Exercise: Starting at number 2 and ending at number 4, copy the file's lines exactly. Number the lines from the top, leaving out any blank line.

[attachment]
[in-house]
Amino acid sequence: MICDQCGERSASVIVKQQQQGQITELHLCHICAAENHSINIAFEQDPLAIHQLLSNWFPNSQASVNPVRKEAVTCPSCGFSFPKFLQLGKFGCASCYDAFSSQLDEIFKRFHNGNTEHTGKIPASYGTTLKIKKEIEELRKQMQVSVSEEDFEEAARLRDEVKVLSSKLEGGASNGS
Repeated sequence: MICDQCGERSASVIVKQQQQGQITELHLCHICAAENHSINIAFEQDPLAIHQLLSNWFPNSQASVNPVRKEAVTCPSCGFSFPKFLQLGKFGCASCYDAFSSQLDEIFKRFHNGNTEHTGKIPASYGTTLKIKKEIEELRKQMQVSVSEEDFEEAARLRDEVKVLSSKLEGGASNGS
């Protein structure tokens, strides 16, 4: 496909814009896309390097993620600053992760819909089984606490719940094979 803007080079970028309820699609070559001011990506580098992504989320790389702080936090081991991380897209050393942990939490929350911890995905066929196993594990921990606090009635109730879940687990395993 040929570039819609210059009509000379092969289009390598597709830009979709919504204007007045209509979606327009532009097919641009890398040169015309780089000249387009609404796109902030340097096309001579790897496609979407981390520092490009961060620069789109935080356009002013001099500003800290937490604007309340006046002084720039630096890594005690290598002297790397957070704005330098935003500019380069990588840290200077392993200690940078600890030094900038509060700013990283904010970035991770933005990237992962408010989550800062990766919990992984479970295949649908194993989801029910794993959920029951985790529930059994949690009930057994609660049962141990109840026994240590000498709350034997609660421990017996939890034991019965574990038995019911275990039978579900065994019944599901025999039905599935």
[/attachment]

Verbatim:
Amino acid sequence: MICDQCGERSASVIVKQQQQGQITELHLCHICAAENHSINIAFEQDPLAIHQLLSNWFPNSQASVNPVRKEAVTCPSCGFSFPKFLQLGKFGCASCYDAFSSQLDEIFKRFHNGNTEHTGKIPASYGTTLKIKKEIEELRKQMQVSVSEEDFEEAARLRDEVKVLSSKLEGGASNGS
Repeated sequence: MICDQCGERSASVIVKQQQQGQITELHLCHICAAENHSINIAFEQDPLAIHQLLSNWFPNSQASVNPVRKEAVTCPSCGFSFPKFLQLGKFGCASCYDAFSSQLDEIFKRFHNGNTEHTGKIPASYGTTLKIKKEIEELRKQMQVSVSEEDFEEAARLRDEVKVLSSKLEGGASNGS
């Protein structure tokens, strides 16, 4: 496909814009896309390097993620600053992760819909089984606490719940094979 803007080079970028309820699609070559001011990506580098992504989320790389702080936090081991991380897209050393942990939490929350911890995905066929196993594990921990606090009635109730879940687990395993 040929570039819609210059009509000379092969289009390598597709830009979709919504204007007045209509979606327009532009097919641009890398040169015309780089000249387009609404796109902030340097096309001579790897496609979407981390520092490009961060620069789109935080356009002013001099500003800290937490604007309340006046002084720039630096890594005690290598002297790397957070704005330098935003500019380069990588840290200077392993200690940078600890030094900038509060700013990283904010970035991770933005990237992962408010989550800062990766919990992984479970295949649908194993989801029910794993959920029951985790529930059994949690009930057994609660049962141990109840026994240590000498709350034997609660421990017996939890034991019965574990038995019911275990039978579900065994019944599901025999039905599935």